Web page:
BackgroundThe severity of coronavirus disease 2019 (COVID-19) caused by the severe acute respiratory syndrome coronavirus 2 (SARS-CoV-2) is highly heterogenous. Studies have reported that males and some ethnic groups are at increased risk of death from COVID-19, which implies that individual risk of death might be influenced by host genetic factors. MethodsIn this project, we consider the mortality as the trait of interest and perform a genome-wide association study (GWAS) of data for 1,778 infected cases (445 deaths, 25.03%) distributed by the UK Biobank. Traditional GWAS failed to identify any genome-wide significant genetic variants from this dataset. To enhance the power of GWAS and account for possible multi-loci interactions, we adopt the concept of super-variant for the detection of genetic factors. A discovery-validation procedure is used for verifying the potential associations. ResultsWe find 8 super-variants that are consistently identified across multiple replications as susceptibility loci for COVID-19 mortality. The identified risk factors on Chromosomes 2, 6, 7, 8, 10, 16, and 17 contain genetic variants and genes related to cilia dysfunctions (DNAH7 and CLUAP1), cardiovascular diseases (DES and SPEG), thromboembolic disease (STXBP5), mitochondrial dysfunctions (TOMM7), and innate immune system (WSB1). It is noteworthy that DNAH7 has been reported recently as the most downregulated gene after infecting human bronchial epithelial cells with SARS-CoV2. ConclusionsEight genetic variants are identified to significantly increase risk of COVID-19 mortality among the patients with white British ancestry. These findings may provide timely evidence and clues for better understanding the molecular pathogenesis of COVID-19 and genetic basis of heterogeneous susceptibility, with potential impact on new therapeutic options.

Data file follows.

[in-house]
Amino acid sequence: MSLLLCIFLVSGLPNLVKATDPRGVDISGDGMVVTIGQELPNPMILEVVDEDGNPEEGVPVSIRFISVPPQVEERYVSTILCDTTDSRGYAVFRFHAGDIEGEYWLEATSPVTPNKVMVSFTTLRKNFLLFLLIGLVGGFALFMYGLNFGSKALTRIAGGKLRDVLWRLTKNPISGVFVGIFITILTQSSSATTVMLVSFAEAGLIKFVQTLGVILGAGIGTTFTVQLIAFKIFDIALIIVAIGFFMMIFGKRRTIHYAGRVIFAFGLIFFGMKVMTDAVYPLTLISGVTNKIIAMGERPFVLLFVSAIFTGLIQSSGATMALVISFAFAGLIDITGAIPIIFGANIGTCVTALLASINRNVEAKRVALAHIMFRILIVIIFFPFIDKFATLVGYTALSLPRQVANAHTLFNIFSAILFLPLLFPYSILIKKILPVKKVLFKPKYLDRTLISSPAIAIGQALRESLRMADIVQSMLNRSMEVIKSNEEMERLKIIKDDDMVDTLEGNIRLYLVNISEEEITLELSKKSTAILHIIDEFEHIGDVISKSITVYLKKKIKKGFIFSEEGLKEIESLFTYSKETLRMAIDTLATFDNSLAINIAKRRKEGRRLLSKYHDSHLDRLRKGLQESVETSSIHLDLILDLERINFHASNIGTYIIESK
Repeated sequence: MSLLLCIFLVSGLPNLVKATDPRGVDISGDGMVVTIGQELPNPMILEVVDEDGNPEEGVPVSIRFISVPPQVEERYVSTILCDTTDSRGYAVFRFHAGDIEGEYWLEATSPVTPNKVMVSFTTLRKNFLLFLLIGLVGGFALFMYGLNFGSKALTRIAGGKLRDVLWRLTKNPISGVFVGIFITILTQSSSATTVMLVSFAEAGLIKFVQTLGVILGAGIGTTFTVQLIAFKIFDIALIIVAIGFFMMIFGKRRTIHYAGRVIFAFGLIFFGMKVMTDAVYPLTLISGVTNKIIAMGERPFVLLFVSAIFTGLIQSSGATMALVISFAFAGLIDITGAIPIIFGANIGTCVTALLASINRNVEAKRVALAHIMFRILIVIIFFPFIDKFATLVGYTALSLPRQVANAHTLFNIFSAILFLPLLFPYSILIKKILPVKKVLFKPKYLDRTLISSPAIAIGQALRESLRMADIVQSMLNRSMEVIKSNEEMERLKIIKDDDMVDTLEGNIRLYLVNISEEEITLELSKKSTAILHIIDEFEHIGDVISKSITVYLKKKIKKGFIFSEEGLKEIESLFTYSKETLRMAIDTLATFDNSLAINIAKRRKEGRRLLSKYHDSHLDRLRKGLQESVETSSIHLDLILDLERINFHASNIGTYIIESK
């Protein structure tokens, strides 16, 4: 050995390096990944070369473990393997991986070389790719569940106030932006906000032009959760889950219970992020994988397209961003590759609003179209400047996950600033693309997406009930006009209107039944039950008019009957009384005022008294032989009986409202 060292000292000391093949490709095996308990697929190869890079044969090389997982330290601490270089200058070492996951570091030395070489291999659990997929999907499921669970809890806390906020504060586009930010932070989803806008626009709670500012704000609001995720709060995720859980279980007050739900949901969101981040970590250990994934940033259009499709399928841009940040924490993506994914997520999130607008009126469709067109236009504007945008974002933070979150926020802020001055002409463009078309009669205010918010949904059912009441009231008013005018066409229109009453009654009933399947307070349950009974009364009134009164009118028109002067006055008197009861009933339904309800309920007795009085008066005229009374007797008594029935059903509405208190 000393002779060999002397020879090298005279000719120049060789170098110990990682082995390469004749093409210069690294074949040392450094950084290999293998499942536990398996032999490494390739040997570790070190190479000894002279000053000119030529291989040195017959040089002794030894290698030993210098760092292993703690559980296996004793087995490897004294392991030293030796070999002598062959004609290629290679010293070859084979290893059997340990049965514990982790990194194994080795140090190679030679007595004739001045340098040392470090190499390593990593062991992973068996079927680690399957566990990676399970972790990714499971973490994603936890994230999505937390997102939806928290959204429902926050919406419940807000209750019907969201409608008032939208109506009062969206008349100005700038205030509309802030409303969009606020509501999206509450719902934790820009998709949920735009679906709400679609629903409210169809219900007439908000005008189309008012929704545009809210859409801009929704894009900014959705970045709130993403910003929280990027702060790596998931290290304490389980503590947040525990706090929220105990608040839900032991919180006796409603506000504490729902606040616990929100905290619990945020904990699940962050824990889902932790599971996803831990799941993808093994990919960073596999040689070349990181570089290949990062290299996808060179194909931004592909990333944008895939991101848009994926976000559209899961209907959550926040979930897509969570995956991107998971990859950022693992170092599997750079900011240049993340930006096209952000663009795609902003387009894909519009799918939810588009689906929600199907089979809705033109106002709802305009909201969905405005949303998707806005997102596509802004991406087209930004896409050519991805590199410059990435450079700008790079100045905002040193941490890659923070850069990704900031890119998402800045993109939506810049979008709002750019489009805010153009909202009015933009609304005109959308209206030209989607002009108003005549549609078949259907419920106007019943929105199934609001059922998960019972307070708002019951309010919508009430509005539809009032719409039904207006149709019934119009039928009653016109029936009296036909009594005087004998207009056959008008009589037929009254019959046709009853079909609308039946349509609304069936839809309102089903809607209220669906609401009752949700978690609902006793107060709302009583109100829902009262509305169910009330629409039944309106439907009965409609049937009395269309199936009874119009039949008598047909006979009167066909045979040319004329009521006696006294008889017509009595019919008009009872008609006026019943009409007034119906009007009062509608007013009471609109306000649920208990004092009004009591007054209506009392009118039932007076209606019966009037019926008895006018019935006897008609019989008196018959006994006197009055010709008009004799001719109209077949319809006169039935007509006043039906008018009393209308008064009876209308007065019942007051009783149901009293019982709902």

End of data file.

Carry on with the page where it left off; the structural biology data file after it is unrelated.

16: Multi-omics-based pan-cancer prognosis prediction using an ensemble of deep-learning and machine-learning models
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Posted 25 Oct 2019

Multi-omics-based pan-cancer prognosis prediction using an ensemble of deep-learning and machine-learning models
2,080 downloads medRxiv genetic and genomic medicine

Olivier B. Poirion, Kumardeep Chaudhary, Sijia Huang, Lana X. Garmire

The prognosis prediction of cancer patients is important for disease management. We introduce DeepProg, a new computational framework that robustly predicts patient survival subtypes based on multiple types of omic data, using an ensemble of deep-learning and machine-learning models. We apply DeepProg on 32 cancer datasets from TCGA and identified multiple cancer survival subtypes. Patient survival risk-stratification based on DeepProg is significantly better (p-value=7.9e-7 rank sum test) than Similarity Network Fusion based multi-omics data integration in all cancer types. Further comprehensive pan-cancer comparative analysis unveils the genomic signatures common among all the poorest survival subtypes, with genes enriched in extracellular matrix modeling, immune deregulation, and mitosis processes. Furthermore, models built on closely related cancer types using DeepProg are predictive of the subtypes of some other cancers, demonstrating the utility of DeepProg for transfer learning.

17: The Polygenic and Monogenic Basis of Blood Traits and Diseases
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Posted 03 Feb 2020